If you're a new homeowner and your air conditioning system trips the circuit breaker, stops working or makes strange humming sounds, you may not know where to look for the problem. One of the things you can do is check the outdoor condenser unit's dual capacitor for problems. The dual capacitor, or start/run capacitor, is a small electrical device needed by most air conditioners to help fan motors and compressor motors start up and remain running without any power fluctuations. Sometimes, capacitors experience problems that interfere with one or all of its functions. Here are more things to know about a start/run capacitor and how you can see if the part has issues to replace or repair.

What Happens When the Capacitor Has Problems?

A bad capacitor may not have enough voltages or power to help the compressor turn on properly when you turn on your cooling system. The lack of power may cause the compressor to operate poorly, or the part may make a humming or buzzing sound as it tries to start up. If the compressor continues to struggle to come on, it may trip the circuit breaker.

The fan may also show signs of struggling by spinning very slowly or not at all. If the compressor does manage to come on when the fan's off, it can overheat. The fan is designed to keep the outdoor condenser unit cool, including the compressor. If the compressor fails, you may need to replace it or the unit itself.

To avoid the expensive problems above, check the capacitor to see it's damaged.

How Do You Check and Troubleshoot the Capacitor?

Before you do anything to the outdoor unit, cut the AC system's power off at the circuit breaker and at the power box located outside the house. The power box usually sits right near the unit. Simply pull the fuses out of the box and set them on a dry surface. Now, locate the capacitor.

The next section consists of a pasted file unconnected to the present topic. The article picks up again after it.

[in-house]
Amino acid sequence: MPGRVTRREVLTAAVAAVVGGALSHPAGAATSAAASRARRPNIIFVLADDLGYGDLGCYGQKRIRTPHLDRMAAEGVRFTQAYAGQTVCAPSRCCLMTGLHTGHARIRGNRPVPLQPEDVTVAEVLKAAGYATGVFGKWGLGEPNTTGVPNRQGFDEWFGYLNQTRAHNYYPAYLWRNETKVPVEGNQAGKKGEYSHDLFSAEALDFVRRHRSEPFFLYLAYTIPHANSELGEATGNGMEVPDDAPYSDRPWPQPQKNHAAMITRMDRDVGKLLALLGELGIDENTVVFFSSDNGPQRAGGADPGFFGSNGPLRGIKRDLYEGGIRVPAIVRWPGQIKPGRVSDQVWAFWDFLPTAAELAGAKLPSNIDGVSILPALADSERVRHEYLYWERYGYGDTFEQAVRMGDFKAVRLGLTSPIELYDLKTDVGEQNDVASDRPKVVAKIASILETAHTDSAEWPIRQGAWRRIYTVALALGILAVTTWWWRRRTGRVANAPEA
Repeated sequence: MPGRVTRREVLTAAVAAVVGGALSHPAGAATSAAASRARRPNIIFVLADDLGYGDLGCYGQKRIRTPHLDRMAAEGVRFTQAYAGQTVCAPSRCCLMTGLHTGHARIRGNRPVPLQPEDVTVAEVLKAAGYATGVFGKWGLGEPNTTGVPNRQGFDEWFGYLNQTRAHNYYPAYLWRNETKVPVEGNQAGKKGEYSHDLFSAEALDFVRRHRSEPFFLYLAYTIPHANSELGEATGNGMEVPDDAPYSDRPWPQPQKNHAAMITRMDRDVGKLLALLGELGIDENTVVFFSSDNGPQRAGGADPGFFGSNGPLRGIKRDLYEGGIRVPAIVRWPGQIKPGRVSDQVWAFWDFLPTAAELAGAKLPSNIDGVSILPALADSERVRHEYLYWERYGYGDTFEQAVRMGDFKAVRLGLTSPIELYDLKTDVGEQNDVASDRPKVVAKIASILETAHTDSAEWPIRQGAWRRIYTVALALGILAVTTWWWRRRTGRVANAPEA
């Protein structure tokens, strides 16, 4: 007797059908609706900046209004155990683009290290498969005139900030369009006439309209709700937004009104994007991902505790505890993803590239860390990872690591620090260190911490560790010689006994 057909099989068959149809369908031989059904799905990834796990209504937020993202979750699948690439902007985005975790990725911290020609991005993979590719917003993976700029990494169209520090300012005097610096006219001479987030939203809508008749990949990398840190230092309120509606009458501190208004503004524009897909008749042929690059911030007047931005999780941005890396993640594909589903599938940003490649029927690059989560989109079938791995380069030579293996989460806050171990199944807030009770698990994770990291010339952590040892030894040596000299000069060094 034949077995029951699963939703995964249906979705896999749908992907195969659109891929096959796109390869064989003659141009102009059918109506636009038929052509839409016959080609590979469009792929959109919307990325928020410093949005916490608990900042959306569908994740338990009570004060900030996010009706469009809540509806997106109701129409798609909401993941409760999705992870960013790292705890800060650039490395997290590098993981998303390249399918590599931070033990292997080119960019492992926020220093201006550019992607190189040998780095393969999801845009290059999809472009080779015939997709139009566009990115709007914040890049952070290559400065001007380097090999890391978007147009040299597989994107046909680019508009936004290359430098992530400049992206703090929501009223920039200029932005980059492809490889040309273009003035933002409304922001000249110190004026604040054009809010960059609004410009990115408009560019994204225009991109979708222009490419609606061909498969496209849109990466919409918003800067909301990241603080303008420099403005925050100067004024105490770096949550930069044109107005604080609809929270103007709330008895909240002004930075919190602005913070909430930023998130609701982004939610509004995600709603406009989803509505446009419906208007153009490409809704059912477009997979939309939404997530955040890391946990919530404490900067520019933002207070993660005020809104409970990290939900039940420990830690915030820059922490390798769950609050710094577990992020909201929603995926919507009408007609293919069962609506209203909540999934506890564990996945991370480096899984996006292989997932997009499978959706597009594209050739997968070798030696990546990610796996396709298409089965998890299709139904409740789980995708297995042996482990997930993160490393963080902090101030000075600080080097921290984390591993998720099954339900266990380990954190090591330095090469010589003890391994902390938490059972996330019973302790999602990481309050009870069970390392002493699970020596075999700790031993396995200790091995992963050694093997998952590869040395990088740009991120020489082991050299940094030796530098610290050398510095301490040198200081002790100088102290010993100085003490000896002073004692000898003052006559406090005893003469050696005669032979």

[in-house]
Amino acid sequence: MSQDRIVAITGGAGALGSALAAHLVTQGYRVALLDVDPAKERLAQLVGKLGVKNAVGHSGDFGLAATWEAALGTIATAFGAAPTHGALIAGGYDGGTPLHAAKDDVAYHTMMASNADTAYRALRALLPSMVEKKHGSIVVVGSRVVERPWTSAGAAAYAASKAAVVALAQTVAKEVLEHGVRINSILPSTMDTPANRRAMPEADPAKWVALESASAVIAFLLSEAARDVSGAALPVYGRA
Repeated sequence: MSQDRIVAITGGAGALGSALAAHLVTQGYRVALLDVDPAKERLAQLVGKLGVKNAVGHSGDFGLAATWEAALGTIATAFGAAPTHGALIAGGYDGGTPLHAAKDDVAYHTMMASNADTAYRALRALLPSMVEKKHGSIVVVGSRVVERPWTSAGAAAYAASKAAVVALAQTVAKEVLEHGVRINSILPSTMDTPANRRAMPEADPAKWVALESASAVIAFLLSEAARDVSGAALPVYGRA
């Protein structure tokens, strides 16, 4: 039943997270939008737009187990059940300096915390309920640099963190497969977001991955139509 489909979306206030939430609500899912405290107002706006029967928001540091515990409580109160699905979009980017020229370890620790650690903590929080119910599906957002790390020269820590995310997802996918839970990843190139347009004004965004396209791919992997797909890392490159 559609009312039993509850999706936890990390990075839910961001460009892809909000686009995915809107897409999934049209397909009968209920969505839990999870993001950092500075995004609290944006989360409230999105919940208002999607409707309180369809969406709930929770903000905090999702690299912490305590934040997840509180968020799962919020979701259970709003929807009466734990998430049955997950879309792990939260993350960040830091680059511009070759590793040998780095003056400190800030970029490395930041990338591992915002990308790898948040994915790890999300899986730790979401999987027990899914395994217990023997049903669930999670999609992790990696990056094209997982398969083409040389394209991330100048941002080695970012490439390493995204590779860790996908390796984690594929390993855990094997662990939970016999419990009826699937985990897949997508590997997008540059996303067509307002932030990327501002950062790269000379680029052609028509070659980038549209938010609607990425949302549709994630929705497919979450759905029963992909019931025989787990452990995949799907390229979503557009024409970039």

The capacitor looks similar to a silver soda or beer can and sits securely behind the corner paneling of your unit. Use a screwdriver to remove the paneling to reveal the capacitor but don't touch it or its wires yet. You want to discharge the capacitor of any electrical currents it may still have running through it with an insulated screwdriver to avoid harming you or anyone in the vicinity. 

On the very top of the dual capacitor sits three distinct terminals with colorful wiring attached to them. The wires connect the terminals to a relay device that leads to the fan and compressor. Holding the screwdriver by its insulated handle only, touch or lay the metal end of the tool across all three terminals to discharge the capacitor. Use a non-contact tester to ensure that the capacitor is discharged. The tester should produce a light or make noise if picks up any electrical currents. If at any time you feel uncomfortable with the process, stop and contact an air conditioning specialist to check the capacitor for you.

If you wish to proceed, use the end of the screwdriver to check the electrical connectors to see if they came loose from the terminals, which may cause problems with the unit. Use insulated pliers to reposition the connectors on their terminals. You can see if this solves your problem by turning the air conditioning system's power back.

You want to see three things happen:

  1. The fan spins fast and smoothly
  2. The compressor motor comes on quietly without stalling or tripping the circuit breaker
  3. The house feels cool and comfortable

If none of the things above occur in a reasonable amount of time, contact an HVAC contractor, such as those at Wright Total Indoor Comfort, to replace it and to check the rest of the condenser unit. The capacitor may have caused additional problems with the fan and compressor.